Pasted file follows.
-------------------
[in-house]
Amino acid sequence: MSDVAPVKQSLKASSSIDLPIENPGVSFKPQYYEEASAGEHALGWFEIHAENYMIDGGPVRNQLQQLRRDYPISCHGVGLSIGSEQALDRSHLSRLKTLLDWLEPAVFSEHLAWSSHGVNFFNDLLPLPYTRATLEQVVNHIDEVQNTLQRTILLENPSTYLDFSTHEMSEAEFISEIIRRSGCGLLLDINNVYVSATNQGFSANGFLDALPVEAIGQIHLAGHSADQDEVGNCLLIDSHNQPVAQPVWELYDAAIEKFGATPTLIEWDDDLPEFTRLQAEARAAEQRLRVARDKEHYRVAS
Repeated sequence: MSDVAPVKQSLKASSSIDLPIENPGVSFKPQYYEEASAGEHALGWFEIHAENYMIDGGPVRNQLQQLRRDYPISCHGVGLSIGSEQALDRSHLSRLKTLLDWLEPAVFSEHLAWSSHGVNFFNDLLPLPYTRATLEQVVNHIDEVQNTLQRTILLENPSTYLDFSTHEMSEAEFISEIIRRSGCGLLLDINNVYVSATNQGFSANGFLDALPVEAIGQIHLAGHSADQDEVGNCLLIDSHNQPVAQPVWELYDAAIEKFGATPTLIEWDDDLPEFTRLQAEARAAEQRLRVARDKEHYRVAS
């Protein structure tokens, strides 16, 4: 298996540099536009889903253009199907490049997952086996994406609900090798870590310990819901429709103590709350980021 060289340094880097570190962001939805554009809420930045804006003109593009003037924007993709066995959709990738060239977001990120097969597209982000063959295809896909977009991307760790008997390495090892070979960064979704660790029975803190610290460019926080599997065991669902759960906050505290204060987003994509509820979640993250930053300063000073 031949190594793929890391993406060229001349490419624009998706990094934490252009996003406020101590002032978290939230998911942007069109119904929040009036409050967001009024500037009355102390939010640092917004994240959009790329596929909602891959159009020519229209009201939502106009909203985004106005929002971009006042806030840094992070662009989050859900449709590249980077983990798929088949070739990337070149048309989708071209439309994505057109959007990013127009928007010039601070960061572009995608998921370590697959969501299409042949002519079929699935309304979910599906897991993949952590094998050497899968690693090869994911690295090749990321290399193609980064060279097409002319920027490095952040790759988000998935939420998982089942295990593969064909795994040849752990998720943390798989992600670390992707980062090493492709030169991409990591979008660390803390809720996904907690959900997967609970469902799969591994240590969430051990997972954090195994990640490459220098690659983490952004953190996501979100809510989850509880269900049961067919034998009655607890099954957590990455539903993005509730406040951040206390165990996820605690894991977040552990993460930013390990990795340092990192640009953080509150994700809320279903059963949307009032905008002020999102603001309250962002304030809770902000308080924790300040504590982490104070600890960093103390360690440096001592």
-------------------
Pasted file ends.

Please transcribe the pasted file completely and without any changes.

[in-house]
Amino acid sequence: MSDVAPVKQSLKASSSIDLPIENPGVSFKPQYYEEASAGEHALGWFEIHAENYMIDGGPVRNQLQQLRRDYPISCHGVGLSIGSEQALDRSHLSRLKTLLDWLEPAVFSEHLAWSSHGVNFFNDLLPLPYTRATLEQVVNHIDEVQNTLQRTILLENPSTYLDFSTHEMSEAEFISEIIRRSGCGLLLDINNVYVSATNQGFSANGFLDALPVEAIGQIHLAGHSADQDEVGNCLLIDSHNQPVAQPVWELYDAAIEKFGATPTLIEWDDDLPEFTRLQAEARAAEQRLRVARDKEHYRVAS
Repeated sequence: MSDVAPVKQSLKASSSIDLPIENPGVSFKPQYYEEASAGEHALGWFEIHAENYMIDGGPVRNQLQQLRRDYPISCHGVGLSIGSEQALDRSHLSRLKTLLDWLEPAVFSEHLAWSSHGVNFFNDLLPLPYTRATLEQVVNHIDEVQNTLQRTILLENPSTYLDFSTHEMSEAEFISEIIRRSGCGLLLDINNVYVSATNQGFSANGFLDALPVEAIGQIHLAGHSADQDEVGNCLLIDSHNQPVAQPVWELYDAAIEKFGATPTLIEWDDDLPEFTRLQAEARAAEQRLRVARDKEHYRVAS
């Protein structure tokens, strides 16, 4: 298996540099536009889903253009199907490049997952086996994406609900090798870590310990819901429709103590709350980021 060289340094880097570190962001939805554009809420930045804006003109593009003037924007993709066995959709990738060239977001990120097969597209982000063959295809896909977009991307760790008997390495090892070979960064979704660790029975803190610290460019926080599997065991669902759960906050505290204060987003994509509820979640993250930053300063000073 031949190594793929890391993406060229001349490419624009998706990094934490252009996003406020101590002032978290939230998911942007069109119904929040009036409050967001009024500037009355102390939010640092917004994240959009790329596929909602891959159009020519229209009201939502106009909203985004106005929002971009006042806030840094992070662009989050859900449709590249980077983990798929088949070739990337070149048309989708071209439309994505057109959007990013127009928007010039601070960061572009995608998921370590697959969501299409042949002519079929699935309304979910599906897991993949952590094998050497899968690693090869994911690295090749990321290399193609980064060279097409002319920027490095952040790759988000998935939420998982089942295990593969064909795994040849752990998720943390798989992600670390992707980062090493492709030169991409990591979008660390803390809720996904907690959900997967609970469902799969591994240590969430051990997972954090195994990640490459220098690659983490952004953190996501979100809510989850509880269900049961067919034998009655607890099954957590990455539903993005509730406040951040206390165990996820605690894991977040552990993460930013390990990795340092990192640009953080509150994700809320279903059963949307009032905008002020999102603001309250962002304030809770902000308080924790300040504590982490104070600890960093103390360690440096001592």